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Music Theory: Fundamentals

Knowing how to read music notation is the first step of music theory. The lessons found under the lessons tab above offer a comprehensive curriculum for learning music fundamentals and music theory. Embedded in the lessons are the following music theory exercises. You can also work on them outside of the lessons, and control the settings to match your needs and ability. To do this, click on the exercises tab above, or by clicking on the title of any of the exercises below.

Line Note and Space Note Identification

The first step to learning how to read music notation (notational literacy) is recognizing if a note is on a line or a space of the staff. Line notes have a line going through the center of the note head, while space notes do not. Space notes have at least one line adjacent to the note head above it, below it, or two lines both above and below. Lines and spaces of a staff are numbered from bottom to top. This exercises drills identification of notes as line or space and the line or space number. To learn more about line and space notes, see the lesson video line and space notes.

This exercises requires the user to identify if a note is a line or space note as well as the line or space number.

Scale Degree Notation Identification

A foundational skill in the ability to read music is the ability to identify the scale degrees of the notes on a staff. Full implementation of this skill requires significant background in theory, especially a working understanding of key signatures. However, a student can and should begin developing this skill at a more rudimentary level in which the first scale degree is identified for them. By drilling this exercise (and, for that matter, applying the same process to real music with the guidance of a teacher for identifying DO and determining if the material is simple enough) students develop speed at identifing the other notes relative to the tonic (first scale degree).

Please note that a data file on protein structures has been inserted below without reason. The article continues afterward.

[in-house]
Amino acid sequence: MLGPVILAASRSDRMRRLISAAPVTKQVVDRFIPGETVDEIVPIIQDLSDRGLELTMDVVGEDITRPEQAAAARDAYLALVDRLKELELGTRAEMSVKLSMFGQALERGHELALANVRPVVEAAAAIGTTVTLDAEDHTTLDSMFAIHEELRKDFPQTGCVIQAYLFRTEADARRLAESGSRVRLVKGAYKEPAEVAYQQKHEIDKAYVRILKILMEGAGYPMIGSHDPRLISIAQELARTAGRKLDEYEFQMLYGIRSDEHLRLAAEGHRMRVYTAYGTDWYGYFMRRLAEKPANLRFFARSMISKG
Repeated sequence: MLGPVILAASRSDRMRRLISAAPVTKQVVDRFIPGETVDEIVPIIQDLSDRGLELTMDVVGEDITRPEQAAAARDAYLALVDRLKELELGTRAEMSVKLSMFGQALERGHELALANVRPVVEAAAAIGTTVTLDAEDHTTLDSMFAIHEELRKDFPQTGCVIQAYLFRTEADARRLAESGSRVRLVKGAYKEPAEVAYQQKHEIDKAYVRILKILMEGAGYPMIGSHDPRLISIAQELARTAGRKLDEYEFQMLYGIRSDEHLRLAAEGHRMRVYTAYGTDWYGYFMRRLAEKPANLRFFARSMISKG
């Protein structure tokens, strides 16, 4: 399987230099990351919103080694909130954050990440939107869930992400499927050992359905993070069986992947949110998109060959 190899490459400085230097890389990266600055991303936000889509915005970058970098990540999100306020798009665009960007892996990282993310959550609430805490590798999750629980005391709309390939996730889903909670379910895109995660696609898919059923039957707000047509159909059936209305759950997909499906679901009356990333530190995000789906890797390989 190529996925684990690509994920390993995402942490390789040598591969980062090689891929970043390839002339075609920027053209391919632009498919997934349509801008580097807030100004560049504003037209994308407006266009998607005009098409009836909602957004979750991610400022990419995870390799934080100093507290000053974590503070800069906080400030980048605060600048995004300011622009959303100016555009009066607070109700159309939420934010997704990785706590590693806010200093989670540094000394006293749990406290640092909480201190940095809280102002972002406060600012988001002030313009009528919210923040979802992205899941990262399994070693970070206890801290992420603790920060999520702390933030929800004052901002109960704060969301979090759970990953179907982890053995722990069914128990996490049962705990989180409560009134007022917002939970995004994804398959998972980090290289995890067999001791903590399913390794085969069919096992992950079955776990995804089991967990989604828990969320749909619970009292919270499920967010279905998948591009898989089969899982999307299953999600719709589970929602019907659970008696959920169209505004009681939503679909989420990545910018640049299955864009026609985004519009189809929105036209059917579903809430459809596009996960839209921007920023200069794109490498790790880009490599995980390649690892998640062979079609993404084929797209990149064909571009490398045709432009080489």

When approached with the beginning settings, this exercise can and should be started before learning key signature, clef, or even letter names; you do not need any theory beyond line and space notes to get started. Speed and proficiency at this exercise take time, so starting it early gives students a jump start on the training and impresses on them the importance of this skill. This will also give students a sense of familiarity and cumulative development when they return to the exercise with more difficult settings after learning the appropriate theory. The beginning (and default) setting for this exercise is having the first note be the tonic and identified as such. Other settings are available for students with the appropriate background in theory.

This exercise returns several times during the lessons curriculum. Several other exercises reinforce concepts and skills of this exercise. For example, the interval quantity identification exercise (and lessons leading to it) helps students quickly identify intervals. Seeing these intervals and building a mapping of the scale degrees that would correspond for each interval develops speed and proficiency in sight reading music. In application, a student learns to quickly identify the interval of a perfect 4th, and also learns that if the bottom note is DO, the top will be FA; if the bottom is RE, the top will be SOL etc. More guidance for developing speed on Scale Degree Identification is provided within the lessons. Working through the entire first two units of the lessons will greatly increase understanding, speed, and proficiency of sight reading music.